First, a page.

The Child Nutrition Program of the Public School System will be providing free meals to all its students starting this incoming school year. The meals will include both breakfast and lunch.
“All of the meals that will be served this coming school year will be free of charge for PSS students,” said program manager Dale Roberts.
He said that PSS had always had a “Free and Reduced Program” but, in order for students to avail of free meals before, families had to apply for it.
“We’d process it and then discern, based on the income information provided, whether you are eligible or not,” he said.
This time, parents need not apply for the free meals. “All of the meals served at public schools will be free of charge, without [parents] having to [submit] an application.
“For private school [students], if they want to avail of free meals, they will have to fill out an application and see if they get approved if they meet eligibility requirements,” he added.
Roberts said the free meals has always been the system with the Head Start Program as it is a low-income program. “With Head Start, we never made them fill out an application. We served the free meal to every child and we basically extended that [benefit] to the food of all the public school students.”
On the other hand, public school students will have to apply for free meals that are obtained outside of PSS. “This happens during spring, Thanksgiving and Christmas breaks as the children are taken to day care by working parents… To be eligible for free meals, you have to apply and your application has to be vetted and approved,” Roberts added.
Aside from breakfast and lunch meals, PSS elementary and middle school students also get an after-school snack on Mondays, Wednesdays, and Fridays.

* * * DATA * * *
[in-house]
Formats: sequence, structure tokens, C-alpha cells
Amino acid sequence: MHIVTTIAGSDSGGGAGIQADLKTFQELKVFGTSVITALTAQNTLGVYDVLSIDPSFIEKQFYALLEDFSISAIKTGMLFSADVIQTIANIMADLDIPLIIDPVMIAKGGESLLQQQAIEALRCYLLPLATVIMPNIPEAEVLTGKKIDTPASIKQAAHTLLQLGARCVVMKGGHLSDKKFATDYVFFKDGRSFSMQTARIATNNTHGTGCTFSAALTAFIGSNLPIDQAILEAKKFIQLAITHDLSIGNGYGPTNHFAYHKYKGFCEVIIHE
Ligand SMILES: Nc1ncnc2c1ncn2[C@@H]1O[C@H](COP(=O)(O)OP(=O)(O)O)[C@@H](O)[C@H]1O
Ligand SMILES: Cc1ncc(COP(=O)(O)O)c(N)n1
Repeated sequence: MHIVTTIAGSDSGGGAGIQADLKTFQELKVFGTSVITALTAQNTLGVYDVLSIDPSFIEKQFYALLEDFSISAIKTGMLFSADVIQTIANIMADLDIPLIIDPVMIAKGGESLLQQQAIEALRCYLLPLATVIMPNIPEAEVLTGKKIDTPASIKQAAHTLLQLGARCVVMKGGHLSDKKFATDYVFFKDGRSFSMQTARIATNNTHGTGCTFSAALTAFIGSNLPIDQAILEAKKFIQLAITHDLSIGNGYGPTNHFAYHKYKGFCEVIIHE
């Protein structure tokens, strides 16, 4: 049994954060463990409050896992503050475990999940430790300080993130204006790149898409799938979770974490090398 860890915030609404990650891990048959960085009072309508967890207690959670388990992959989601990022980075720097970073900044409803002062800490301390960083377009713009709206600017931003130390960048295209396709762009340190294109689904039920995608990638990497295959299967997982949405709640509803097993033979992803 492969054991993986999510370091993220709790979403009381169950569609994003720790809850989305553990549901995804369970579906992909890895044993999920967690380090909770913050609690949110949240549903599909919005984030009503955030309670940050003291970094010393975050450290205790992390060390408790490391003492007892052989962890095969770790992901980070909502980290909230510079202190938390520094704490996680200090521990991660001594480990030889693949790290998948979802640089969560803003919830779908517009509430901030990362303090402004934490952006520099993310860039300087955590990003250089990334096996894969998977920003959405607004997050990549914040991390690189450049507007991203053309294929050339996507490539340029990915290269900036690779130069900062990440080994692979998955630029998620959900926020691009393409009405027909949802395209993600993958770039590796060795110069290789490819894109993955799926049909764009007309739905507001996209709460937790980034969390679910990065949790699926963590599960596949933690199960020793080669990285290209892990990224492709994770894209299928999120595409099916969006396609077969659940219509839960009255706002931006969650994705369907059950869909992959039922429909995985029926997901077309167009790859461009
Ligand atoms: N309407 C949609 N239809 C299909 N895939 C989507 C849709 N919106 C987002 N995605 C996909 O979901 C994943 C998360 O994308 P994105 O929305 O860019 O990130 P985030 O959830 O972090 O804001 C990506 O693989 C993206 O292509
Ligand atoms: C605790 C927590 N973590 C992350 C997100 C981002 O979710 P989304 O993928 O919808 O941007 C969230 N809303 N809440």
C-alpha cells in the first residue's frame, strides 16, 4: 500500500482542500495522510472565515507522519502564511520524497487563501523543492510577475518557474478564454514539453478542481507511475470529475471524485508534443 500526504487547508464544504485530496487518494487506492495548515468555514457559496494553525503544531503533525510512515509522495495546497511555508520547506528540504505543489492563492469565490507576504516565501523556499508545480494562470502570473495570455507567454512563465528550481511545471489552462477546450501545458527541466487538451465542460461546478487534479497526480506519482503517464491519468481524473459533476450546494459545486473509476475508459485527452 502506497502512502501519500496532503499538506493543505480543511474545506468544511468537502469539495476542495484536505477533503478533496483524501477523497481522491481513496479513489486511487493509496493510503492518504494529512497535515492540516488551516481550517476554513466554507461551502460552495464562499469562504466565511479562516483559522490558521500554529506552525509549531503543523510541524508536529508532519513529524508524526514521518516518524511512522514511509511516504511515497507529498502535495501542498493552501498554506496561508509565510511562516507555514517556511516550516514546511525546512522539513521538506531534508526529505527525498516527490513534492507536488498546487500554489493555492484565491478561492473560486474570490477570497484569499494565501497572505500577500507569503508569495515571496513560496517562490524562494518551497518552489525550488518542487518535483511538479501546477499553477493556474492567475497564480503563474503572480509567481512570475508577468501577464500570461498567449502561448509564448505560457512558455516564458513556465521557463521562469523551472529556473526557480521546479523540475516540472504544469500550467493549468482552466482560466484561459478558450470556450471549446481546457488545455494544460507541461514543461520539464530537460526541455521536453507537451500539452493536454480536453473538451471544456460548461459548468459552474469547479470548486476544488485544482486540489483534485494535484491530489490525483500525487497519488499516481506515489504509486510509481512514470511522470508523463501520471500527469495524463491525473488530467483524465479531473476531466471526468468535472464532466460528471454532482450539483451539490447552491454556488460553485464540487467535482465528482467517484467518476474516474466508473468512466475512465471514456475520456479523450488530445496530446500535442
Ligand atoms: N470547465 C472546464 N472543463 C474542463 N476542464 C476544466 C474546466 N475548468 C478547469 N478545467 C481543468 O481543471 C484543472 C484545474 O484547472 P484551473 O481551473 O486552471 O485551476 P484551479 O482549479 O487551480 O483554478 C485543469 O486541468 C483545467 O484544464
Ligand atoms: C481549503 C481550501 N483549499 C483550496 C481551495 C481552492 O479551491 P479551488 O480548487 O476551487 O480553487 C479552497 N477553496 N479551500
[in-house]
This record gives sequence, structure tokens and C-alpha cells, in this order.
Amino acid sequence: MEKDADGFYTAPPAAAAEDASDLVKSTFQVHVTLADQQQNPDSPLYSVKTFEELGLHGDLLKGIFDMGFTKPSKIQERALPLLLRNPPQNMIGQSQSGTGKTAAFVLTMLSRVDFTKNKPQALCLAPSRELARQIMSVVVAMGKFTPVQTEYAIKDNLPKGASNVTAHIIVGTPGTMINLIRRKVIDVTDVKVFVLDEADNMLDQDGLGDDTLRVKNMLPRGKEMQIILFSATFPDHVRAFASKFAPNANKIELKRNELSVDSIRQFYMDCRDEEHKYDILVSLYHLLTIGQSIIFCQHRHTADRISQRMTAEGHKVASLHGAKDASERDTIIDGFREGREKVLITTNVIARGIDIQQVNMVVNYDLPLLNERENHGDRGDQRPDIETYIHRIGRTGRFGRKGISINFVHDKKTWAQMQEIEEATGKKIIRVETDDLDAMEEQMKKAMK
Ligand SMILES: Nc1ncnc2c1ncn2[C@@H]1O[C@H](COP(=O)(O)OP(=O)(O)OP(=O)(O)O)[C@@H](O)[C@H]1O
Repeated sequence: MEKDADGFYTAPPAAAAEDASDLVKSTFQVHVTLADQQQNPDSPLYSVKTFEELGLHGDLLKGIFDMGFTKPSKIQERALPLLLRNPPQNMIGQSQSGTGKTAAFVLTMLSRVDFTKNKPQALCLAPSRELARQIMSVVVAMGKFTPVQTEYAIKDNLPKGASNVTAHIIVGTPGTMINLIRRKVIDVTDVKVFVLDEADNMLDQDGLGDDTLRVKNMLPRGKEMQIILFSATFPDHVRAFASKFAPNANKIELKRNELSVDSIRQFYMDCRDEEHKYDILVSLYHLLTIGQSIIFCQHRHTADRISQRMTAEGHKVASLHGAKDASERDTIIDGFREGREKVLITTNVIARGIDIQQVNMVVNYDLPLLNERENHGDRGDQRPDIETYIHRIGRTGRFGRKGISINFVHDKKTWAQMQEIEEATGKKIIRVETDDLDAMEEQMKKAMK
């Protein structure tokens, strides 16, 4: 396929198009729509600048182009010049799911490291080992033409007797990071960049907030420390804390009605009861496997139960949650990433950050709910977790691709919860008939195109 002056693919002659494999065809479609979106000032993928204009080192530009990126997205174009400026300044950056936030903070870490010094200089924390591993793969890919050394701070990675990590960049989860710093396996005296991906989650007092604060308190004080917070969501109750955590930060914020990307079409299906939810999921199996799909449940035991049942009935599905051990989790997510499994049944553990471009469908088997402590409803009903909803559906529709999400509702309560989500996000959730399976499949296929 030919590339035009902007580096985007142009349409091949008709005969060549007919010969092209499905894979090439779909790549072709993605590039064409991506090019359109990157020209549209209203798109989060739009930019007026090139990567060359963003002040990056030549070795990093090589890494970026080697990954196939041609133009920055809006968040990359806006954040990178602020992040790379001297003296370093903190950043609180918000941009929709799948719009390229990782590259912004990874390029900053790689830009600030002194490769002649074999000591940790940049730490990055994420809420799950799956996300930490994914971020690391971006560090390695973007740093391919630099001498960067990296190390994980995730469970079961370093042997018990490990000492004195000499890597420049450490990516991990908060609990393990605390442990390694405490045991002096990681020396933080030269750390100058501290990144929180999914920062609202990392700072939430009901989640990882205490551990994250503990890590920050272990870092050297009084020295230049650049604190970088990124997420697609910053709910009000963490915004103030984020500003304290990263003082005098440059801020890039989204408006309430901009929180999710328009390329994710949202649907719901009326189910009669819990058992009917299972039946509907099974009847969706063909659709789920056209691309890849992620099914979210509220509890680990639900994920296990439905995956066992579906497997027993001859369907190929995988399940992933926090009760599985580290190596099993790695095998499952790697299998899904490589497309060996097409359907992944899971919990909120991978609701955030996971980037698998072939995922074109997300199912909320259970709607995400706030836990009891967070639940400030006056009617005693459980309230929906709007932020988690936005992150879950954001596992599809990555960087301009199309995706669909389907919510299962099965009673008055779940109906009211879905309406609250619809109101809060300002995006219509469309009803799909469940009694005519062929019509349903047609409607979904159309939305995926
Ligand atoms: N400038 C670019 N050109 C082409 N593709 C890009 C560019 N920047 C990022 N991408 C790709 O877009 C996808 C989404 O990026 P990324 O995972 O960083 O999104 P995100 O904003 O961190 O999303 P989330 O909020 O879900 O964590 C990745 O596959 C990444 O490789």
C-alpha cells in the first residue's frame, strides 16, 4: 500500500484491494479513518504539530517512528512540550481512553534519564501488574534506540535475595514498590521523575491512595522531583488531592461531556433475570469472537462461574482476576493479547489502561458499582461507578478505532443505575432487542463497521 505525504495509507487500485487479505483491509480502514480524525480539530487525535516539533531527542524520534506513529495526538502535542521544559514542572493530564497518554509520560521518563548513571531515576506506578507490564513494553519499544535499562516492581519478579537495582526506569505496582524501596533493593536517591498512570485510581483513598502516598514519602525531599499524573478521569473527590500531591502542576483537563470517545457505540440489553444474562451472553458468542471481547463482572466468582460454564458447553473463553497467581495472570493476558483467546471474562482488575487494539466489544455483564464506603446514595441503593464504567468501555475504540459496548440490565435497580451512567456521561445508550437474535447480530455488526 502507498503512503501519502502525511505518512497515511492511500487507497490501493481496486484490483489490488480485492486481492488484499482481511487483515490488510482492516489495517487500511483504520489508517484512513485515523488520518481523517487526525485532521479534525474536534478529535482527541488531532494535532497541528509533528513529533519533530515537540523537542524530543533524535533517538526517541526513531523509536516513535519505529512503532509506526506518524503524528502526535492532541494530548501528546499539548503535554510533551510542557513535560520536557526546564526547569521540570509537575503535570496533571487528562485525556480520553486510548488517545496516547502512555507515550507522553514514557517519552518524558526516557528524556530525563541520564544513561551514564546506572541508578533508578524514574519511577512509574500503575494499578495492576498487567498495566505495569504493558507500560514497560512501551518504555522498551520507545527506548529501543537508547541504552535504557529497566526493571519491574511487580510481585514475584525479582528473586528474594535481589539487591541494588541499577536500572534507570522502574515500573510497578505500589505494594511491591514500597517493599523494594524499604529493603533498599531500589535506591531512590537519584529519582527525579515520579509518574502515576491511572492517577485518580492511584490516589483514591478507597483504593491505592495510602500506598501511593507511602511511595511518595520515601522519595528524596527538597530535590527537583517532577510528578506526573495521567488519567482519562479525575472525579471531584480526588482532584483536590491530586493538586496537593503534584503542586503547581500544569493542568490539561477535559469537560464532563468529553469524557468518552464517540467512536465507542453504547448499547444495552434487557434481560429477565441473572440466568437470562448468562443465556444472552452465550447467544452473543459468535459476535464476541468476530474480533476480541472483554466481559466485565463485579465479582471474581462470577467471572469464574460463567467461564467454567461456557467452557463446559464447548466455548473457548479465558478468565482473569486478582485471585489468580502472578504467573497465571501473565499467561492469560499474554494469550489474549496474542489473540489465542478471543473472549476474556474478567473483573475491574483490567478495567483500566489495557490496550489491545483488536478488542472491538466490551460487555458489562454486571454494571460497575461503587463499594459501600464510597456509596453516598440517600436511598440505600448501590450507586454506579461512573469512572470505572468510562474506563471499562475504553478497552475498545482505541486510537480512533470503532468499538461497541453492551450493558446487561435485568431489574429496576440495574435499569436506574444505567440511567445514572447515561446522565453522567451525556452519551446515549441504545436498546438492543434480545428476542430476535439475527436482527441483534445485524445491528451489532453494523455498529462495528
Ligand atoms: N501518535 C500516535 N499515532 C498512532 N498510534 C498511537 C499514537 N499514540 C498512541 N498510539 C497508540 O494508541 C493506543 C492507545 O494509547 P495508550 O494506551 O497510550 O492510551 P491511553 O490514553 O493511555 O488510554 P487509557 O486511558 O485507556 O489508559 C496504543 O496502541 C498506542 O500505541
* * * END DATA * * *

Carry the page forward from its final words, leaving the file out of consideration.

“We did a two-month pilot on Tinian last year to see if we can so after-school snacks for high school students. On Tinian, they are combined middle school and high [school], unlike Saipan. We wanted to see the logistics…,” Roberts said.
“We are going to move it to Rota into the junior senior high school levels, probably during the second month of school. It’s very possible that, by the end of Christmas break, we may have figured out a way to get after-school snacks to all of the high schools on Saipan too,” he added.
Roberts is aware of the food waste issue, especially now that all PSS students will get free meals. “We get a lot of comments from parents, teachers, [and] politicians about food waste…that there’s going to be a lot of waste… One of the things we constantly have trouble with is when a student brings food from home, which is totally fine because I would rather that you eat what you want to eat as long as you are eating,” Roberts said. However, this defeats the purpose of the Child Nutrition Program.
“The U.S. Department of Agriculture rules states that we have to serve the children a nutritious meal and we try our best to feed them properly…that is the program and the rules are written that it is meant to be a full meal,” he added.
According to Roberts, meal menus are posted on the PSS website and in the school in advance.
“If you know that your child doesn’t like the menu for a particular day, then you can ask the child to bring lunch. Meals are published at the PSS website and the schools usually post them in the office and in the cafeteria. It’s a six -week cycle so they can figure out the cycle after the first couple of months,” he said.
“One of things that we would like to do for this year is to put up flavor stations with some seasoning so the students do not have to bring their own and we are still figuring out the logistics of that,” he added.